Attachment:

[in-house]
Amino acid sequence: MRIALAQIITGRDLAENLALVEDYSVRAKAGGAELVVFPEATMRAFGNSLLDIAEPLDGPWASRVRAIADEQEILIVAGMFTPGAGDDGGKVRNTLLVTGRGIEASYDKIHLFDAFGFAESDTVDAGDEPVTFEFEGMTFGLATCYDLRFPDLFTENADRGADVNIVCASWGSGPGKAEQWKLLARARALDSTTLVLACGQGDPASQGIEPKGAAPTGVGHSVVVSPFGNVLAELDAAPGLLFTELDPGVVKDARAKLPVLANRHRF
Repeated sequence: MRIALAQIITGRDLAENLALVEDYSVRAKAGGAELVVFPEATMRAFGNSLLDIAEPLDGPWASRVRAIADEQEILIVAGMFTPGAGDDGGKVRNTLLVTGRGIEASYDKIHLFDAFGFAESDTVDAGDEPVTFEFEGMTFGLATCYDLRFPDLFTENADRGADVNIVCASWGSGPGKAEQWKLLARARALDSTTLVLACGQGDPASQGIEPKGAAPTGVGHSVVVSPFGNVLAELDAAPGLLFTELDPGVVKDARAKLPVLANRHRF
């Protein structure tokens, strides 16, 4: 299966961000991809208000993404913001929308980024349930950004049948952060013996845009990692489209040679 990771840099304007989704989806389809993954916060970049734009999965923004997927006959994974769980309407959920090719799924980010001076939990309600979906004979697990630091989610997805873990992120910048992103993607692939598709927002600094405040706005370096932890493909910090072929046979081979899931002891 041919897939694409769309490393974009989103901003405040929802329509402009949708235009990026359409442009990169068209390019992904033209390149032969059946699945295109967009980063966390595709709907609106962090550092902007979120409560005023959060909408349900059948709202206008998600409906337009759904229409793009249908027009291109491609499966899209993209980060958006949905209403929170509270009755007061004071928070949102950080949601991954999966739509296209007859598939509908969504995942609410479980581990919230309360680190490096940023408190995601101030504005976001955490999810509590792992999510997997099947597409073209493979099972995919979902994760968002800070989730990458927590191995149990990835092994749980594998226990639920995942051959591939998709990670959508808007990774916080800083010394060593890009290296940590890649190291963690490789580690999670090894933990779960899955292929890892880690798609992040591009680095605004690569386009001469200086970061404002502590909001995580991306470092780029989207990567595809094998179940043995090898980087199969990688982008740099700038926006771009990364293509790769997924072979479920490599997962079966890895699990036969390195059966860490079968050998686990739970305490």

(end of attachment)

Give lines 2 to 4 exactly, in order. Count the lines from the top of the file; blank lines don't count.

Amino acid sequence: MRIALAQIITGRDLAENLALVEDYSVRAKAGGAELVVFPEATMRAFGNSLLDIAEPLDGPWASRVRAIADEQEILIVAGMFTPGAGDDGGKVRNTLLVTGRGIEASYDKIHLFDAFGFAESDTVDAGDEPVTFEFEGMTFGLATCYDLRFPDLFTENADRGADVNIVCASWGSGPGKAEQWKLLARARALDSTTLVLACGQGDPASQGIEPKGAAPTGVGHSVVVSPFGNVLAELDAAPGLLFTELDPGVVKDARAKLPVLANRHRF
Repeated sequence: MRIALAQIITGRDLAENLALVEDYSVRAKAGGAELVVFPEATMRAFGNSLLDIAEPLDGPWASRVRAIADEQEILIVAGMFTPGAGDDGGKVRNTLLVTGRGIEASYDKIHLFDAFGFAESDTVDAGDEPVTFEFEGMTFGLATCYDLRFPDLFTENADRGADVNIVCASWGSGPGKAEQWKLLARARALDSTTLVLACGQGDPASQGIEPKGAAPTGVGHSVVVSPFGNVLAELDAAPGLLFTELDPGVVKDARAKLPVLANRHRF
């Protein structure tokens, strides 16, 4: 299966961000991809208000993404913001929308980024349930950004049948952060013996845009990692489209040679 990771840099304007989704989806389809993954916060970049734009999965923004997927006959994974769980309407959920090719799924980010001076939990309600979906004979697990630091989610997805873990992120910048992103993607692939598709927002600094405040706005370096932890493909910090072929046979081979899931002891 041919897939694409769309490393974009989103901003405040929802329509402009949708235009990026359409442009990169068209390019992904033209390149032969059946699945295109967009980063966390595709709907609106962090550092902007979120409560005023959060909408349900059948709202206008998600409906337009759904229409793009249908027009291109491609499966899209993209980060958006949905209403929170509270009755007061004071928070949102950080949601991954999966739509296209007859598939509908969504995942609410479980581990919230309360680190490096940023408190995601101030504005976001955490999810509590792992999510997997099947597409073209493979099972995919979902994760968002800070989730990458927590191995149990990835092994749980594998226990639920995942051959591939998709990670959508808007990774916080800083010394060593890009290296940590890649190291963690490789580690999670090894933990779960899955292929890892880690798609992040591009680095605004690569386009001469200086970061404002502590909001995580991306470092780029989207990567595809094998179940043995090898980087199969990688982008740099700038926006771009990364293509790769997924072979479920490599997962079966890895699990036969390195059966860490079968050998686990739970305490």